The third person we spoke to was Jeroen Diepemaat, President of the European Liberal Youth – the youth wing of the  Liberal Democrats. Whereas Kostas and Kaisa focus on what the EU and national governments should do to create jobs, the European Liberal Youth says creating jobs should be left to companies themselves. By giving companies free space to hire new people, Diepemaat argues that more opportunities will be given to people who want to enter the labour market for the first time.

Next, we spoke to Michael Bloss, co-spokesperson of the Federation for the Young European Greens. Like the  Social Democrats, the  Greens support the Youth Guarantee but believe that it has been implemented poorly. So far, much less has been invested than the 21 billion euros the International Labour Organisation (ILO) estimates will be needed to make the scheme a success. Moreover, Bloss argues that by focusing on developing specific sectors of the economy, the EU can create jobs whilst simultaneously putting Europe on a more environmentally sustainable path:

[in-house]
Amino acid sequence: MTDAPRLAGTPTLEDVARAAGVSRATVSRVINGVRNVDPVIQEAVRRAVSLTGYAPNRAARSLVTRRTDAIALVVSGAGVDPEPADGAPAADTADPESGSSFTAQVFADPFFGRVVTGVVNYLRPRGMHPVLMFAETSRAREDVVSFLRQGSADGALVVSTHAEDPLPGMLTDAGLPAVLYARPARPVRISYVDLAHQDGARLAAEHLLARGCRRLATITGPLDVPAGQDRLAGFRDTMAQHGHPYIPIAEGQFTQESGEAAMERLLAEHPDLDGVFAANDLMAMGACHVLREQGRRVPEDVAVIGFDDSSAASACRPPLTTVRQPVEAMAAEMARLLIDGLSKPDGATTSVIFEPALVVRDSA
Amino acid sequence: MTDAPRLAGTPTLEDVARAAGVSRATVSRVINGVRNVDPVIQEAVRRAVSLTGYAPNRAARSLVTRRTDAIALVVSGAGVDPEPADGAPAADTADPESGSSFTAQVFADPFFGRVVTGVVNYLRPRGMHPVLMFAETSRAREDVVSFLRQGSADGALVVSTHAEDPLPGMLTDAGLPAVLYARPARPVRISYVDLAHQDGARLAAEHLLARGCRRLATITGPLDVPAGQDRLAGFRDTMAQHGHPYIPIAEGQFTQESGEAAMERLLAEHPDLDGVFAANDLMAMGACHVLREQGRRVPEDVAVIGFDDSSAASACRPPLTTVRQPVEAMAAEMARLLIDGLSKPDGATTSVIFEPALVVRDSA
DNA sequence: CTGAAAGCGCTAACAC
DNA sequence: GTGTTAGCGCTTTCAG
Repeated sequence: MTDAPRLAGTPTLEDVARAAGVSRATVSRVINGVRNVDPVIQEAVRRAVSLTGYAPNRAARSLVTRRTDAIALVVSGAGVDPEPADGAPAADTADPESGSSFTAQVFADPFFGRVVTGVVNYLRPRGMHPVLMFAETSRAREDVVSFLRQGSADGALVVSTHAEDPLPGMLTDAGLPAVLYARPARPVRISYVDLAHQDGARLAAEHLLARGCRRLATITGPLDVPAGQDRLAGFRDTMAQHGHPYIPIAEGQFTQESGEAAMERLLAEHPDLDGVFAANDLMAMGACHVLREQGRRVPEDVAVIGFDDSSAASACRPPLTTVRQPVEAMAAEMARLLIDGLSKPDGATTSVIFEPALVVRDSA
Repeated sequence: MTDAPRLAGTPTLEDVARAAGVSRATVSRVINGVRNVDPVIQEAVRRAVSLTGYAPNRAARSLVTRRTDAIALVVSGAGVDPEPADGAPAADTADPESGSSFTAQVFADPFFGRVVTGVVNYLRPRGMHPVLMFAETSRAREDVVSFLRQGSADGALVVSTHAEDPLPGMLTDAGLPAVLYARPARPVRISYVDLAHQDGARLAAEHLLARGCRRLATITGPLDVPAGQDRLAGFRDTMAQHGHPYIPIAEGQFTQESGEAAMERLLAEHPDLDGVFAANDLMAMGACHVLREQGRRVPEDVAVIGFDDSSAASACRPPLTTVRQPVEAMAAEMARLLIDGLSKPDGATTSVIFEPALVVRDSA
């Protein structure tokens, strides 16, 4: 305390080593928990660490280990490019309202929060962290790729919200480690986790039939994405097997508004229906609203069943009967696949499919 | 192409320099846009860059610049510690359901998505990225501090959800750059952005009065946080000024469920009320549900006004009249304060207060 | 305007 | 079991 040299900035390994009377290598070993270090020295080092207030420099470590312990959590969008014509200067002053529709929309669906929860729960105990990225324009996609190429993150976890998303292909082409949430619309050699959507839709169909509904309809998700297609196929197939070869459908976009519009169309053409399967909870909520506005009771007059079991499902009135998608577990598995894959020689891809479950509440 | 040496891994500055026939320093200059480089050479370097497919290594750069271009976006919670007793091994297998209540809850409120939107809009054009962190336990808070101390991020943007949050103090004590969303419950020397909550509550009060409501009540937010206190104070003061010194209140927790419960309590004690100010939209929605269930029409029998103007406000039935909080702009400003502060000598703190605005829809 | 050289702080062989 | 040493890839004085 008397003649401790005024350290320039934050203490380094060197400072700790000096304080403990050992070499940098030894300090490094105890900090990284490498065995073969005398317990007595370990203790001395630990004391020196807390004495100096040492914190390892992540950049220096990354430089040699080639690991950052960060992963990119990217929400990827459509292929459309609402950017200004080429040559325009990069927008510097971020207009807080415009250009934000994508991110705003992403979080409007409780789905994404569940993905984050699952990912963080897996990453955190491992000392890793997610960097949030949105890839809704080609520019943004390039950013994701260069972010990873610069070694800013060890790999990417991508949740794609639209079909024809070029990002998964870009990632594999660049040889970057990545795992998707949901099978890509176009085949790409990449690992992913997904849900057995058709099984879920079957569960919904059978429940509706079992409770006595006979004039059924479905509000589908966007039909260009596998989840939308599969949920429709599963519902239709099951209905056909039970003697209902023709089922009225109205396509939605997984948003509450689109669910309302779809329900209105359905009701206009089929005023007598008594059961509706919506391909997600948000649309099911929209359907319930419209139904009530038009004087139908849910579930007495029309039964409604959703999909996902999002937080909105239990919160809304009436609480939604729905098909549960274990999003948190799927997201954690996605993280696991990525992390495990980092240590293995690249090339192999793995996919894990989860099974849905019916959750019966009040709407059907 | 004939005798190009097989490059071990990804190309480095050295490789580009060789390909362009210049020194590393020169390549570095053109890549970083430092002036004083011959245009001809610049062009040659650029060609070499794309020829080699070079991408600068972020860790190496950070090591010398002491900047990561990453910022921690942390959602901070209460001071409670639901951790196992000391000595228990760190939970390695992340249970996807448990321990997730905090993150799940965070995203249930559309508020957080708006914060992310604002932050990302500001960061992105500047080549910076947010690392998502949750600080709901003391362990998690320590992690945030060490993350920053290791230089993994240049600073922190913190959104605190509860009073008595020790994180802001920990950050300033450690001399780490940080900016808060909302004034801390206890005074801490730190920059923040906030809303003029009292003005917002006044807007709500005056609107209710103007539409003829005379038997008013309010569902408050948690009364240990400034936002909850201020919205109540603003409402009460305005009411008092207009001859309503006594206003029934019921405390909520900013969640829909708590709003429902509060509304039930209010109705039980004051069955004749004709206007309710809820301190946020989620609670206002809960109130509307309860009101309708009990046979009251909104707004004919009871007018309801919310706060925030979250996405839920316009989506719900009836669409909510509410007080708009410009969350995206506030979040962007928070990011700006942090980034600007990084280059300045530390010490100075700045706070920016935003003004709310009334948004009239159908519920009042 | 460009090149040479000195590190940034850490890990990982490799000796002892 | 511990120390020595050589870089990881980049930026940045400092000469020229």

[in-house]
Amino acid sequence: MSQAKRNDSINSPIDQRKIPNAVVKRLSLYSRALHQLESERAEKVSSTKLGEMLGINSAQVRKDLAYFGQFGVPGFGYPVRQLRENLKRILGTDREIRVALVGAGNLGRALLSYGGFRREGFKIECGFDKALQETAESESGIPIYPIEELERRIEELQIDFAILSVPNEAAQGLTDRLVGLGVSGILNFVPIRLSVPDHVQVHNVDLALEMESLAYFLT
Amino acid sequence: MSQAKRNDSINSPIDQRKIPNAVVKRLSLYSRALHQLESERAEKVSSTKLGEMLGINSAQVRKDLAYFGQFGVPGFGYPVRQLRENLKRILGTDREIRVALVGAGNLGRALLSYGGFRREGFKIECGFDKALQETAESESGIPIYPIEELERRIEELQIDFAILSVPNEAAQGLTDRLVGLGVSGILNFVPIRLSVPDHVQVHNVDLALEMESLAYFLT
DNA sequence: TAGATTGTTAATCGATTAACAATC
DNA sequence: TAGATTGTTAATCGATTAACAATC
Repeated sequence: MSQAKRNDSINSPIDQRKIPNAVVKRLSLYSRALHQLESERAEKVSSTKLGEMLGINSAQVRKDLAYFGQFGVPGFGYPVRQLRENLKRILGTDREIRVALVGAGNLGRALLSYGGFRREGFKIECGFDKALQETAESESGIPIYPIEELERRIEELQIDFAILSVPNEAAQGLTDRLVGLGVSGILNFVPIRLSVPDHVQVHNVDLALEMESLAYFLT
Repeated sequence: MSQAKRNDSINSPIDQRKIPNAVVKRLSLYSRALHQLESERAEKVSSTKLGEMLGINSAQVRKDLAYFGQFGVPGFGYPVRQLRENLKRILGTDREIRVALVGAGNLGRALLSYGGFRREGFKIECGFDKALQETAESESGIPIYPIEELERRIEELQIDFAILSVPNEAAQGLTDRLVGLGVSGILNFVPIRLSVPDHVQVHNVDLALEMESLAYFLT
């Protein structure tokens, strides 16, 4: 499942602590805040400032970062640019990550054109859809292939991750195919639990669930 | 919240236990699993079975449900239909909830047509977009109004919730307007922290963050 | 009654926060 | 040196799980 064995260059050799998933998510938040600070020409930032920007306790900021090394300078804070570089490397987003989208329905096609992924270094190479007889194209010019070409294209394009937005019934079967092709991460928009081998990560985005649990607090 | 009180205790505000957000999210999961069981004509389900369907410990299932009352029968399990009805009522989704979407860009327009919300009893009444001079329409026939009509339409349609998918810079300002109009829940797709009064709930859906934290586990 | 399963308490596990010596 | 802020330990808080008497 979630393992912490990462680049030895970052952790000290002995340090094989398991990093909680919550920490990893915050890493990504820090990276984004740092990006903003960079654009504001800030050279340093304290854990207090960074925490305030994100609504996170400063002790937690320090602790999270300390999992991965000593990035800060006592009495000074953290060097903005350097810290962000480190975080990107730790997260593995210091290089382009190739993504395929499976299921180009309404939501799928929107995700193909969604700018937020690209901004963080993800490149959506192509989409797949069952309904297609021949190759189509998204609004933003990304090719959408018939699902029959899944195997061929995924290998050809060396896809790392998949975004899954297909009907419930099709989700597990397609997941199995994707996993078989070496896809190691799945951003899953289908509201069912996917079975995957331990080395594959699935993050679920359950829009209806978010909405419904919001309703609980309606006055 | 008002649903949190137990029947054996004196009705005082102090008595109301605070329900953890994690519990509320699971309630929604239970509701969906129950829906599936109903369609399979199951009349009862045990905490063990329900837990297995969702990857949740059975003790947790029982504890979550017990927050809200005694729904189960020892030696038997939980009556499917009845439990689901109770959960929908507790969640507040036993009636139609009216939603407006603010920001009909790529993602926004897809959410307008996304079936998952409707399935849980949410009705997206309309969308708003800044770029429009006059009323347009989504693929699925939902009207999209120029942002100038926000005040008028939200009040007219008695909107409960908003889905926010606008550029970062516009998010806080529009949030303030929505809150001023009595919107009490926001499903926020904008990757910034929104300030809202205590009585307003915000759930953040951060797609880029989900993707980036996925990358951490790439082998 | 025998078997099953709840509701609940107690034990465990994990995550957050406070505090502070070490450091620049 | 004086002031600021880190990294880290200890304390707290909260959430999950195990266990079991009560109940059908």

Finally, we spoke with Tim Dier, President of the Young European Conservatives. His approach was similar to the  Liberal Democrats’ view, in that Tim thinks that Europe should allow businesses the space to succeed and create a more flexible labour market. Moreover, he argued that free trade with the rest of the world will not only create jobs, but also help developing countries to trade their way out of poverty.

Which party do YOU think will be able to best fight youth unemployment? Do you believe that smaller governments, lower taxes and less red tape would help? Or do we need greater public investment to kick-start the economy? Has the European Youth Guarantee failed, or is it too early to say? Let us know your thoughts and VOTE for the party that you agree with in our Debating Europe Vote 2014!

Vote 2014